Why Made for Solo Matters
Today we launched our “Made for Solo” program. The short of it is that MFS supports companies that want to leverage the Solo Smart Drone platform to make and market their own drone accessories.
You could say that we built Made for Solo into Solo. From the beginning we designed Solo to be an open platform that would encourage and enable people and companies around the world to innovate and add to its features and capabilities.
This was a promise to our customers: The Solo you buy today is more than just a drone; it’s a platform that will only get better with time. You won’t have to go out and buy Solo 2 for the latest technology. And we’re happy to say that over the coming weeks the Solo platform will start delivering on that promise.
The term “platform” has been really overused, though. It’s nearly lost its meaning. So here’s a punchy overview of the program, and why it matters to our users.
“Open wins”; or, “The Moth Bomb Use Case”
Solo has two hardware openings: an open accessory bay and an open gimbal bay. Developers — anyone, really — are free to tap into either of these. What’s more, you also have direct access to Solo’s onboard Linux computer, a 1 GHz Cortex ARM-9 processor that has computing overhead we’ve barely touched. So now you could use the accessory bay to power a Solo lighting accessory, for instance. Or develop a new gimbal to support another type of camera or sensor. Or hook up an augmented reality device.
Those are some examples that as drone makers and users we’re already pretty familiar with. We anticipate a lot of them. And they’ll bring a lot of cool features to your Solo, as you’ll see later. But right now we’re talking about open, and what’s exciting and powerful about “open” are the things Solo will support that we wouldn’t ever be able to predict.
For instance, I learned last week that drones are being used to bomb farms with moths. These are sterile moths. The hope is that these sterile moths mate with the moths that are already there destroying the crops, resulting in sterile offspring and a dead end for those moth populations.
The point: No drone company, no matter how innovative, could have planned ahead for the moth bomb use case.
This is the beginning of what we know as the “drones &” movement. This is huge. In the past, drone development was limited to dedicated engineering departments within drone companies themselves. But Made for Solo means that now companies across an array of industries can begin applying new and purpose-built hardware and software to drones for a variety of specific uses. Made for Solo provides partners both inside and outside of the drone and camera industries with the easiest way to get started on drone development.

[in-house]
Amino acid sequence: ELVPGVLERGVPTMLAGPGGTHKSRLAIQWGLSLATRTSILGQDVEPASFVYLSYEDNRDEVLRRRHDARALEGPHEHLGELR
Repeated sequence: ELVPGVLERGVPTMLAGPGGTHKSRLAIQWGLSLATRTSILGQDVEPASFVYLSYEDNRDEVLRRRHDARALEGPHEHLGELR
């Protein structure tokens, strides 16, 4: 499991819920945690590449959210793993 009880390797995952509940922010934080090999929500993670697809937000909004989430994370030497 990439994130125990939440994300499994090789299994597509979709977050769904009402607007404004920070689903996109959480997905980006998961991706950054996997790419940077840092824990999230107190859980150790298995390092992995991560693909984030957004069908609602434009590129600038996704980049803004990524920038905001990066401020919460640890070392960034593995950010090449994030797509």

The best part is that with more and more people developing on Solo, it will become useful to more and more people, who will adopt it and come up with more and more ideas. We don’t know where all this will take Solo, but we’re pumped to go there. It’s going to change the industry, and it’s going to change your drone.
What’s in it for my Solo?
Basically, lots of cool new stuff.
Several new Made for Solo accessories are already coming down the program’s pipes and will soon be showcased on the 3DR website. Additionally, 3DR is announcing the first three major Made for Solo industry partnerships — Epson, Kodak and Fiilex — who already have Solo accessory products under development and scheduled for release.
First there’s JK Imaging, which is making Kodak’s PIXPRO SP360 action cameras. These cameras will capture full 360° spherical video with a unique lens. It’s the beginning of VR for drones, and it’s coming soon to Solo.
And then there’s Epson, who’s developing a suite of augmented reality flight tools, such as its Moverio AR Glasses, to expand your Solo experience.
Lastly, Fiilex, which will offer a line of innovative lighting accessories fully compatible with your Solo.
This is good news for you because MFS will offer you a wide array of accessory options for you to pick and choose. You can customize your Solo however you’d like without locking into one single product with a fixed set of abilities.
All MFS products are approved by 3DR as fully compatible with Solo. These are official Solo accessories, and they’re co-branded with the 3DR logo. This means we’ve put all approved and showcased MFS accessories through an in-house testing and evaluation process to ensure their effectiveness, value and full compatibility with the Solo system.
Developers who join the MFS program will also have access to our technical and research resources. Production really is a partnership, from initial CADs to retail shelves.
Do you want in?
To check out the program, and to browse the accessory showcase in the future, visit the Made For Solo page on our site.
On the developer side, Made for Solo is accessible to any company or individual that wants to take their technologies to the sky. All interested parties can apply to the program through a form available on the MFS web page: 3dr.com/MFS-apply.
We also offer comprehensive developer support on multiple levels. At the highest level, dev.3dr.com offers all of the resources for anyone to develop on Solo. Inside dev.3dr.com is 3DR’s open software development platform called DroneKit, which is a streamlined and simple interface that allows anyone to create customized drone apps. When combined with the Made for Solo program, these resources make it easy for developers anywhere to tap into new Made for Solo products and contribute even more functionality.
And because we’ve got our roots in the largest open robotics community in the world — diydrones.com — this development community can also contribute to exponential advancements through the synthesis of open hardware and open software that the Made for Solo program will catalyze.
Learn more about the Made for Solo program by visiting 3dr.com/MFS.